Spectrally tunable nanoscale silicon field-effect transistor detects 1.5 µm light

Conventional silicon (Si) photodetectors are used extensively in the UV, visible, and very near-IR (shorter than 1.2 µm) wavelengths; however, the 1.1 eV bandgap of Si precludes its use for detection of light at longer wavelengths (unless special tricks such as the addition of impurity sites are used).

Jul 1st, 2007

Conventional silicon (Si) photodetectors are used extensively in the UV, visible, and very near-IR (shorter than 1.2 µm) wavelengths; however, the 1.1 eV bandgap of Si precludes its use for detection of light at longer wavelengths (unless special tricks such as the addition of impurity sites are used). Now, researchers at NTT (Kanagawa, Japan), Shisuoka University (Hamamatsu, Japan), and Hokkaido University (Sapporo, Japan) are using nanoscale (a few hundred nanometers in size) metal-oxide-semiconductor field-effect-transistors (MOSFETS) to detect light at up to 1.5 µm wavelengths; the MOSFETs are compatible with large-scale Si integration.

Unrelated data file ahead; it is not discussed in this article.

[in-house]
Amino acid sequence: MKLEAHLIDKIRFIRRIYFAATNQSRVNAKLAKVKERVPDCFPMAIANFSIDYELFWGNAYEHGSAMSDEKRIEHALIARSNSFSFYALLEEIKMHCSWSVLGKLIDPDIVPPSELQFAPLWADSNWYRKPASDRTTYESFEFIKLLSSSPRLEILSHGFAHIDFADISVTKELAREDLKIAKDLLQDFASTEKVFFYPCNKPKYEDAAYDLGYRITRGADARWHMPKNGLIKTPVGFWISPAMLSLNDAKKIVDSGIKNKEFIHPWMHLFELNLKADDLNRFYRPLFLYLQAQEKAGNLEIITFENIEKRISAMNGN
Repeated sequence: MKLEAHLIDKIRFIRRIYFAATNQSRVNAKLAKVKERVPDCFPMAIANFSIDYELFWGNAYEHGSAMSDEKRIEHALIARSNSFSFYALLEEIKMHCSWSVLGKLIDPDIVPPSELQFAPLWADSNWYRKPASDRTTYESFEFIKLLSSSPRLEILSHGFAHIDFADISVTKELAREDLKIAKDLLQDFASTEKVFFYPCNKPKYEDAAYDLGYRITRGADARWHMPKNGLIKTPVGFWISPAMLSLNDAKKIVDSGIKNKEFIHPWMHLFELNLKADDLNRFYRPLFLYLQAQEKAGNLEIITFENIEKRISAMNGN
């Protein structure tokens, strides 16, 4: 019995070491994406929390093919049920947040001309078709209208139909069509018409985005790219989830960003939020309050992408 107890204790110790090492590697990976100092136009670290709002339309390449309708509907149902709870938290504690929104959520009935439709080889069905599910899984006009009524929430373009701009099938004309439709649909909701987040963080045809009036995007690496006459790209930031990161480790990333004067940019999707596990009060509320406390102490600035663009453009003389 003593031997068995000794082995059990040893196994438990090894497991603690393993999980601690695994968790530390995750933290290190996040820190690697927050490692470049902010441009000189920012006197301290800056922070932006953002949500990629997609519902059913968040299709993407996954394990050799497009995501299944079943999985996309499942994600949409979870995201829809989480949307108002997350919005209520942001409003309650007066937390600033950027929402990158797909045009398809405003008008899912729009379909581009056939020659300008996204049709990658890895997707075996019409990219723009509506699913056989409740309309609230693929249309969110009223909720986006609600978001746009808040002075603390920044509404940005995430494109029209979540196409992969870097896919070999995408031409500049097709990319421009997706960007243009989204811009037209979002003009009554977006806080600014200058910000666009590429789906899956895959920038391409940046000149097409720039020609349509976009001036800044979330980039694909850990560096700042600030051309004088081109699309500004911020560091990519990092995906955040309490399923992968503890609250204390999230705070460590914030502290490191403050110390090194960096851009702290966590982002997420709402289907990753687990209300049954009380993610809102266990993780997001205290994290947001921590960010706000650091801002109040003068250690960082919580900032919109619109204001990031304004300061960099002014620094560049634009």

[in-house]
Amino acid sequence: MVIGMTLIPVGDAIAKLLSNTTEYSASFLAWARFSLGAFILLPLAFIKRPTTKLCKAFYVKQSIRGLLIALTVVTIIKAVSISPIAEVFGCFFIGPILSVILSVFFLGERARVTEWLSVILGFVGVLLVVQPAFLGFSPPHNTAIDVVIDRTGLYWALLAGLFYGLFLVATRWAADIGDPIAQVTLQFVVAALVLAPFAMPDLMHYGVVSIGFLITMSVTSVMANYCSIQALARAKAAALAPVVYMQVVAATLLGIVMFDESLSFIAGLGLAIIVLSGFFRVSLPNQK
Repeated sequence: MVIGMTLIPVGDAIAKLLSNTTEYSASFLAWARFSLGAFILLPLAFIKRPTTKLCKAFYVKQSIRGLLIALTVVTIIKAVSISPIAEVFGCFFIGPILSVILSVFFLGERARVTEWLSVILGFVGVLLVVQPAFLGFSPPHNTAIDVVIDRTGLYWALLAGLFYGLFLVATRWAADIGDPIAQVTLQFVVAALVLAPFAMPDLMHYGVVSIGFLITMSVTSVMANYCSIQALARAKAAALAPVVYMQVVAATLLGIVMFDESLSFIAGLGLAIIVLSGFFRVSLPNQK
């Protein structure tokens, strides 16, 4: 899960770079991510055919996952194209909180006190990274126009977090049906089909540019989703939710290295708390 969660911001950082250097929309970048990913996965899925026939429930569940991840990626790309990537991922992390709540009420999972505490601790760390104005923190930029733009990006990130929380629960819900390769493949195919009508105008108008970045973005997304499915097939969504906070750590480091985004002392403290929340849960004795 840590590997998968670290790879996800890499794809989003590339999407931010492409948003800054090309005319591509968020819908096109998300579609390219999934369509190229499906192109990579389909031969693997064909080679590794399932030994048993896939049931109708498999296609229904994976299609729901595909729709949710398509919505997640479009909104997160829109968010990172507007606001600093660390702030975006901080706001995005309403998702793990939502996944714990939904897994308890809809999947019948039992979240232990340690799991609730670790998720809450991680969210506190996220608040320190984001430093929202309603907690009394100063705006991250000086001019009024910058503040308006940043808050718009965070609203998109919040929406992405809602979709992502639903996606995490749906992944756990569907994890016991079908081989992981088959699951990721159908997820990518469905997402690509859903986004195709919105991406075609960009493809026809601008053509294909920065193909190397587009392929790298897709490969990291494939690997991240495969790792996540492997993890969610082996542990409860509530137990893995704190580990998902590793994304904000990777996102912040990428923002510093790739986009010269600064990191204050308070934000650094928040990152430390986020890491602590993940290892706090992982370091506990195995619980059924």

Incoming IR light excites conduction-band electrons, some of which are injected into an electrically formed storage node; the electron signals are then detected by a gain cell that senses charge with single-electron resolution. Detection speed (on the order of seconds for a 3 µW/cm2 signal power) will be increased by enlarging and optimizing the structure. The MOSFET configuration allows electrical configuration of both sensitivity and the short-wavelength-pass value; the spectral-tuning ability will be useful in materials-analysis applications, say the researchers. Contact Katsuhiko Nishiguchi at knishi50@aecl.ntt.co.jp.

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